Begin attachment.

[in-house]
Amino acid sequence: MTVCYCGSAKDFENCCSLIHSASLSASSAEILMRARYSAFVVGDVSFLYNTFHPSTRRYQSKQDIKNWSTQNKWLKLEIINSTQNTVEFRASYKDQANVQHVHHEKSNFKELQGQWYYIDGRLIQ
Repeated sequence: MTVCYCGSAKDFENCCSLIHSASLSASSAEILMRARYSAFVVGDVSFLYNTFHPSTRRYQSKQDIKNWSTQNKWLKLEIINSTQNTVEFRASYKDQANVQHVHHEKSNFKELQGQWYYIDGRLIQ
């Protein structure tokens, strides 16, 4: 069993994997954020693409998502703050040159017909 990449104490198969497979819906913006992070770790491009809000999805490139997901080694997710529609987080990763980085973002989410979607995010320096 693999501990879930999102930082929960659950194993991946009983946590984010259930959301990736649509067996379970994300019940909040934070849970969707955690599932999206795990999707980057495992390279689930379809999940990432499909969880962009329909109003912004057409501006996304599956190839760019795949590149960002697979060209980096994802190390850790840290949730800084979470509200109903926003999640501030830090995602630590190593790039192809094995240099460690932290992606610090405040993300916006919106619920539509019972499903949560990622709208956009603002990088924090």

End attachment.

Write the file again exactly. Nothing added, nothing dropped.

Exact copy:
[in-house]
Amino acid sequence: MTVCYCGSAKDFENCCSLIHSASLSASSAEILMRARYSAFVVGDVSFLYNTFHPSTRRYQSKQDIKNWSTQNKWLKLEIINSTQNTVEFRASYKDQANVQHVHHEKSNFKELQGQWYYIDGRLIQ
Repeated sequence: MTVCYCGSAKDFENCCSLIHSASLSASSAEILMRARYSAFVVGDVSFLYNTFHPSTRRYQSKQDIKNWSTQNKWLKLEIINSTQNTVEFRASYKDQANVQHVHHEKSNFKELQGQWYYIDGRLIQ
């Protein structure tokens, strides 16, 4: 069993994997954020693409998502703050040159017909 990449104490198969497979819906913006992070770790491009809000999805490139997901080694997710529609987080990763980085973002989410979607995010320096 693999501990879930999102930082929960659950194993991946009983946590984010259930959301990736649509067996379970994300019940909040934070849970969707955690599932999206795990999707980057495992390279689930379809999940990432499909969880962009329909109003912004057409501006996304599956190839760019795949590149960002697979060209980096994802190390850790840290949730800084979470509200109903926003999640501030830090995602630590190593790039192809094995240099460690932290992606610090405040993300916006919106619920539509019972499903949560990622709208956009603002990088924090």